Gov. David Ige on Tuesday signed Senate Bill 2571, which will prohibit the sale or distribution of any sunscreen that contains the chemicals oxybenzone and/or octinoxate in Hawaii to anyone without a prescription from a licensed health care provider.
The bill aims to protect Hawaii’s coral reefs from oxybenzone and octinoxate, which scientific studies suggest contribute to coral bleaching.
Hawaii is the first state to pass this type of legislation, which will take effect Jan. 1, 2021.
“We are blessed in Hawaii to be home of some of the most beautiful natural resources on the planet,” said Ige during the bill signing ceremony. “But our natural environment is fragile and our own interaction with the Earth can have everlasting impacts, and this bill is a small first step worldwide to really caring about our corals and our reefs in a way that no one else anywhere in the world has done.”
Gov. David Ige shakes Sen. Donna Mercado Kim’s hand after signing SB 2571 in the Capitol Rotunda.
Cory Lum/Civil Beat
Ige acknowledged that there are a multitude of other factors contributing to the deterioration of coral reefs, including invasive species, land-based pollution and climate change.
The legislation comes after much debate between environmental groups and the business sector.
“This is landmark legislation, not only for Hawaii, but for the United States and the world,” Lisa Bishop, president of Friends of Hanauma Bay, told Civil Beat. “I think this is going to be the precursor to having similar bans on reef-toxic sunscreen being sold all over the world.”
But some testimony cited a shortage of evidence supporting the effects of these chemicals on coral, claimed banning certain sunscreens will deter people from using any protection and thus be more vulnerable to skin cancer, and argued that removing some sunscreens from the market will hurt Hawaii businesses.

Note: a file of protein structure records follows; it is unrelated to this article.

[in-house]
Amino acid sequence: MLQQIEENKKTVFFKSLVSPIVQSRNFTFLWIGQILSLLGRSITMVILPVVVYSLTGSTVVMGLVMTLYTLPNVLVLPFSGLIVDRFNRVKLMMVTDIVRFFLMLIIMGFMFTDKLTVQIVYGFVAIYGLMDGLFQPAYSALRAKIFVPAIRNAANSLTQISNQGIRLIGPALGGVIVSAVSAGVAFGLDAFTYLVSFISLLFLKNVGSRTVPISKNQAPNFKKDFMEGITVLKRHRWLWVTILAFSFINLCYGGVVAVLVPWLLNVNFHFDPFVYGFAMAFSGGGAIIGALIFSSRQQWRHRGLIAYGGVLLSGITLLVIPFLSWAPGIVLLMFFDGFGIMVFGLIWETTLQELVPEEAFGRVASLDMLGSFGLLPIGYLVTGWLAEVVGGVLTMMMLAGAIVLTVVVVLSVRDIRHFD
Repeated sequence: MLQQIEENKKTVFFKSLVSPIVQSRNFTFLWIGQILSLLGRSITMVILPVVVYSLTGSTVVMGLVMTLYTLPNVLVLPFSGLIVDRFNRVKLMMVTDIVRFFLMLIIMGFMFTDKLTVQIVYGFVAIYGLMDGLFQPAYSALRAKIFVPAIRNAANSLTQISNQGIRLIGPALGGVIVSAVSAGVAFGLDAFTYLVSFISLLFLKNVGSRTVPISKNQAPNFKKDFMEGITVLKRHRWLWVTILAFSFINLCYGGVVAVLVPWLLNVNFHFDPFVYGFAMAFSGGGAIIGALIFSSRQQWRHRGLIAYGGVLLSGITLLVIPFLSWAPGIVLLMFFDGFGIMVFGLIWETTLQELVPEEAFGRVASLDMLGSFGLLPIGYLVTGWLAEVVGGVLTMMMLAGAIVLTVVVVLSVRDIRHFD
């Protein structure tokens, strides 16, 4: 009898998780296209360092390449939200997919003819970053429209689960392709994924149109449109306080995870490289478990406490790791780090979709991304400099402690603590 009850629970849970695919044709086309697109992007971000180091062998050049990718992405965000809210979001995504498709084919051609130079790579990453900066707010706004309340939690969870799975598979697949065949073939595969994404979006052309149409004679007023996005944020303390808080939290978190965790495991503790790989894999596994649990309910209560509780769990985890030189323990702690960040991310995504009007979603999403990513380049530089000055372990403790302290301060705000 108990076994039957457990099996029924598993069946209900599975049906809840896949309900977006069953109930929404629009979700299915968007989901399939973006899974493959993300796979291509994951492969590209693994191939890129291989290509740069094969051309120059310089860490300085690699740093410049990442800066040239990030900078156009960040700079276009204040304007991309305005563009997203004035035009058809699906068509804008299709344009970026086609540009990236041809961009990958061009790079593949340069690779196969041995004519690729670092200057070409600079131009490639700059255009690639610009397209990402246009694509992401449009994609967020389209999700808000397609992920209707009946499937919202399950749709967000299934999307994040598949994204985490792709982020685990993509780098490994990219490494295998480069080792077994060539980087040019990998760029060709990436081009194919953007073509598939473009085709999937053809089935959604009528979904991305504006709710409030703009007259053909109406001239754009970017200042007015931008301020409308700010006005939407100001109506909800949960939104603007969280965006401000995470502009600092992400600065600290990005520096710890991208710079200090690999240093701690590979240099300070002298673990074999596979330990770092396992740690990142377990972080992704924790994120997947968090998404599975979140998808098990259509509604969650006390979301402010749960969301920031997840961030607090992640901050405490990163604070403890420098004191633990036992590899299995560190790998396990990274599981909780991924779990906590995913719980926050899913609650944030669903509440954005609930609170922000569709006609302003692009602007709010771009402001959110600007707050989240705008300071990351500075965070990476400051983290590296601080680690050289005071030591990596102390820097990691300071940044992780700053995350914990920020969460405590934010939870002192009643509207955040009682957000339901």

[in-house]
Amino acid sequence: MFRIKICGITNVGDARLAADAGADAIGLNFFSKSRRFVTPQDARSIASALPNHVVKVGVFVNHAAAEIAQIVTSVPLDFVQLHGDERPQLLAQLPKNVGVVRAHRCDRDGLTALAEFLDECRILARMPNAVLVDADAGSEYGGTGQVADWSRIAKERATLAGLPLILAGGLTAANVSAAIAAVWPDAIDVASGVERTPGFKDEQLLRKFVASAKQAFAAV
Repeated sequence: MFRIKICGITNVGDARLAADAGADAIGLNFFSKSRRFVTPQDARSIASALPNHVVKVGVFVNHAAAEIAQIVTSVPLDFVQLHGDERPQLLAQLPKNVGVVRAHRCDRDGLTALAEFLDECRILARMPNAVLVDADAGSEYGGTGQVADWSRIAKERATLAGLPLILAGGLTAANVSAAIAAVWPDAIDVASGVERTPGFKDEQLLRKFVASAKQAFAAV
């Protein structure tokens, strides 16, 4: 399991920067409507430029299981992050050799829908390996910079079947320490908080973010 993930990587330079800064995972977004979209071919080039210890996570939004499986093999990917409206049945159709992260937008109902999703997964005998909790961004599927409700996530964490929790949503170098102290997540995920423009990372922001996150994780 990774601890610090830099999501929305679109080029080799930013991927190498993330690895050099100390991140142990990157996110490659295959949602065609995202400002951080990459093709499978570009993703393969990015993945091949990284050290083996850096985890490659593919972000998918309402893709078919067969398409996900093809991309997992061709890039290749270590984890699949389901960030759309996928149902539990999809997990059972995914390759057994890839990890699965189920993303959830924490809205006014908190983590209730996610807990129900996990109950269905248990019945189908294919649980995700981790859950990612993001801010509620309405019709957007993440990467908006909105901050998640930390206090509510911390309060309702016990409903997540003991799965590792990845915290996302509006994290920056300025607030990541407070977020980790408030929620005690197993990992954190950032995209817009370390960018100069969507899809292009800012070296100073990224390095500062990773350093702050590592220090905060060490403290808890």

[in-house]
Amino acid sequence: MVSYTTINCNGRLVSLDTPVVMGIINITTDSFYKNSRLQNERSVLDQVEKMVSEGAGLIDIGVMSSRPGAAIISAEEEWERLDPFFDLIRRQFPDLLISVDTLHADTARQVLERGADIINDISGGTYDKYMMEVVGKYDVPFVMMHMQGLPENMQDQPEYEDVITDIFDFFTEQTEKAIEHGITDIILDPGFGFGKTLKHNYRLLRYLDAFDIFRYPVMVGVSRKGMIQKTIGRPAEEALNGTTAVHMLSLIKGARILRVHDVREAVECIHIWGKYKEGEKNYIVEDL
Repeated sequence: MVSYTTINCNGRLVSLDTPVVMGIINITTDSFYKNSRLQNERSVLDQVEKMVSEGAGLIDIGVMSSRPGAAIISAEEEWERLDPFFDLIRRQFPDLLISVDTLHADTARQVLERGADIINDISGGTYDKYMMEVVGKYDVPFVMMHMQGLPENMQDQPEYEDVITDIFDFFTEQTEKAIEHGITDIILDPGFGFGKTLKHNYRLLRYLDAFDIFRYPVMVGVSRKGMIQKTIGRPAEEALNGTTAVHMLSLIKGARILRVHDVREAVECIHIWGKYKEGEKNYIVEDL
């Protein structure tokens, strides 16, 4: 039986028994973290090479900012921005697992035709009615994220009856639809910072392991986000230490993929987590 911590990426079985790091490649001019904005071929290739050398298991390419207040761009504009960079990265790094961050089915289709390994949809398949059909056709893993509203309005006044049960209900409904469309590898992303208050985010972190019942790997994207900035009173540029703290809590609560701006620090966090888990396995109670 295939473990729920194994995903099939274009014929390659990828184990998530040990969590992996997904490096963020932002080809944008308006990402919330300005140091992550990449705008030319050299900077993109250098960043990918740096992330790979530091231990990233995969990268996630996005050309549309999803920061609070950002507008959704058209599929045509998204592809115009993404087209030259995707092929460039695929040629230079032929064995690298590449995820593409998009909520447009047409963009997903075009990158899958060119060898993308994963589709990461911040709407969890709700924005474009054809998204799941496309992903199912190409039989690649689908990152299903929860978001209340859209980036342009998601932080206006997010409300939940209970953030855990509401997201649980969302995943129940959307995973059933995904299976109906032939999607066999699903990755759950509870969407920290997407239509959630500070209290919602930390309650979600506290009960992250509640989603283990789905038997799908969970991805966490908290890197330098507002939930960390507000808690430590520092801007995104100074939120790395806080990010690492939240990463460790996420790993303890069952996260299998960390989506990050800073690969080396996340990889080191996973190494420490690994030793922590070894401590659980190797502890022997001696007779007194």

Rep. Chris Lee addresses scores of supporters who attended the bill signing.
“This measure will hurt local retailers by encouraging consumers to buy their favorite sunscreens online, where it is unlikely this law will be enforceable,” said Lauren Zirbel, executive director of Hawaii Food Industry Association, in a written testimony opposing the bill.
Bishop said consumers will adjust to the changes, and that the variety of sunscreens available in stores is unlikely to change dramatically for the time being.
“I wish it were going to be effective tomorrow, but that’s a good compromise because it allows the major sunscreen manufacturers who make chemical sunscreens to reformulate their product and to be able to have more available on the market that don’t contain oxybenzone and octinoxate,” Bishop said.
She emphasized that the only way to know whether or not sunscreen contains the two chemicals is to check the label. Bishop recommends purchasing mineral sunscreens that are not absorbed by the skin and avoid sunscreens sold in aerosol form.
For more information on oxybenzone and octinoxate-free sunscreen options, visit Environmental Working Group’s website dedicated to sunscreen. It provides research findings and offers tips for shopping for alternative sunscreens.
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